Fall armyworm, Spodoptera frugiperda (J. E. Smith), and corn earworm, Helicoverpa zea Boddie, perennially cause leaf and ear damage to corn for silage production in the southeastern United States. Transgenic hybrids expressing the Cry1Ab (MON810 event) insecticidal endotoxin from Bacillus thuringiensis (Bt) were evaluated for management of fall armyworm and corn earworm in central Georgia during 2006 and 2007. Hybrids with a temperate or semitropical background were planted at the recommended time in mid-April and in late June to simulate a double-crop corn planting. Whorl infestation and damage by fall armyworm was significantly reduced in hybrids with the Bt trait when infestations were large. Fall armyworm infestation levels and damage were similar in both temperate and semitropical types. Hybrids with the Bt trait also had a small reduction in ear infestation and less kernel damage in ears infested by corn earworm than susceptible hybrids in most trials. Corn earworm infestation level were less in the semitropical than the temperate hybrids in 2006 but were not different in 2007. Silage yield was not significantly different among hybrids with and without the Bt trait in the first planting in both years. The Bt trait prevented significant yield loss of 17.1% during the second planting in 2006 when fall armyworm whorl infestations exceeded 39% in susceptible hybrids, but did not significantly affect silage yield in the late planting in 2007 when fall armyworm infestations were low. Temperate hybrids yielded more than semitropical hybrids in the early planting, but the semitropical type tended to perform better in the late planting. Corn silage quality as measured by neutral detergent fiber, acid detergent fiber and crude protein content did not differ among hybrids with or without the Bt trait indicating silage dry matter yield was the main silage component affected by the Bt trait and insect damage.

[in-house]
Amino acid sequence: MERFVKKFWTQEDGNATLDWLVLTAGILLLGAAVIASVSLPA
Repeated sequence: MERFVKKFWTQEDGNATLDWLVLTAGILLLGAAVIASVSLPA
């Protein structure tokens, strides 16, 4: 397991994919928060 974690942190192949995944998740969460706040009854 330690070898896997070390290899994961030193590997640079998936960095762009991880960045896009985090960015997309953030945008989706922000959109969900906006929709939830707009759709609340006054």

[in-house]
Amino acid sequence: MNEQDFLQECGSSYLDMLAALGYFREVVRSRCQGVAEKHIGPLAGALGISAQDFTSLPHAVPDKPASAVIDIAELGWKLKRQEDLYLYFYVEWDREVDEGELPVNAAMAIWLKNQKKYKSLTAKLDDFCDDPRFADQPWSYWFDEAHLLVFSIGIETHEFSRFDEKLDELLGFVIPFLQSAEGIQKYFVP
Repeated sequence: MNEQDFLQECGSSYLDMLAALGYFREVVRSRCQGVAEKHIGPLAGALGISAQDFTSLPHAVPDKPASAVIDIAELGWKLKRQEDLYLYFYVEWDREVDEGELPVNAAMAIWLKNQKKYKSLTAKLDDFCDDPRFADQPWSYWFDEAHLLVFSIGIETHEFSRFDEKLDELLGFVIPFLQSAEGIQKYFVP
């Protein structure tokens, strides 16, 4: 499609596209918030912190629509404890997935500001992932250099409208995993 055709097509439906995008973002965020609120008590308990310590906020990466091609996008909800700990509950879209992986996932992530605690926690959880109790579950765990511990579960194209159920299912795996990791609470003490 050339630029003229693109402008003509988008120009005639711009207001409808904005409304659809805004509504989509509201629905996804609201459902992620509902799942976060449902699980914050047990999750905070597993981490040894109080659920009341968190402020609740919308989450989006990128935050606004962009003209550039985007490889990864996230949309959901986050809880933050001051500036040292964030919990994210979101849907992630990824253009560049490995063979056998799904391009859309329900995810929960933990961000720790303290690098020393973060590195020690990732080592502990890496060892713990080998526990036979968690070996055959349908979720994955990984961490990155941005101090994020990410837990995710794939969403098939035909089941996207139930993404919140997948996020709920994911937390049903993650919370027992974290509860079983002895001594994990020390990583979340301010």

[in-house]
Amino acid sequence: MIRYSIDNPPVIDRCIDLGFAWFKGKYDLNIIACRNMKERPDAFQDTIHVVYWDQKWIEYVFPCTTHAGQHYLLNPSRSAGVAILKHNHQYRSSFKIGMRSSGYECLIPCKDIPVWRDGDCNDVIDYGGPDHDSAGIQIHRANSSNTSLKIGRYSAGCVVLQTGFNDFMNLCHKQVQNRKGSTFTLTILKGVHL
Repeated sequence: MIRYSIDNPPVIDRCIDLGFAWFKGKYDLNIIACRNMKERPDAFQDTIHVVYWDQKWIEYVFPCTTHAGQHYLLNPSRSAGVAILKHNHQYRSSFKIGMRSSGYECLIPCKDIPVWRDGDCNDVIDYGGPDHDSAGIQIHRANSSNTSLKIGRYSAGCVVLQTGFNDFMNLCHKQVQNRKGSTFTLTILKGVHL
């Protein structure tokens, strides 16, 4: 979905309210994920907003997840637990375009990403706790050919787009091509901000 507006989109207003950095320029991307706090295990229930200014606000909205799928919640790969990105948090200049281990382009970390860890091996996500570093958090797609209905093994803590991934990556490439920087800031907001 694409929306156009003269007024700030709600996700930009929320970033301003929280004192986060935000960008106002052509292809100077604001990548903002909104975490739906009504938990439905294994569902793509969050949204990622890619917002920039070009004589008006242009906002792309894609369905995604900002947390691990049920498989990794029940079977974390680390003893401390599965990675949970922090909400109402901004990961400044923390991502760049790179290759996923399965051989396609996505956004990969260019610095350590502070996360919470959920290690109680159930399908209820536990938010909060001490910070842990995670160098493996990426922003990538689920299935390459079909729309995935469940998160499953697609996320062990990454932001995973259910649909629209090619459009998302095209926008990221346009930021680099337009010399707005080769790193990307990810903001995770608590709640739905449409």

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Vol. 45 • No. 3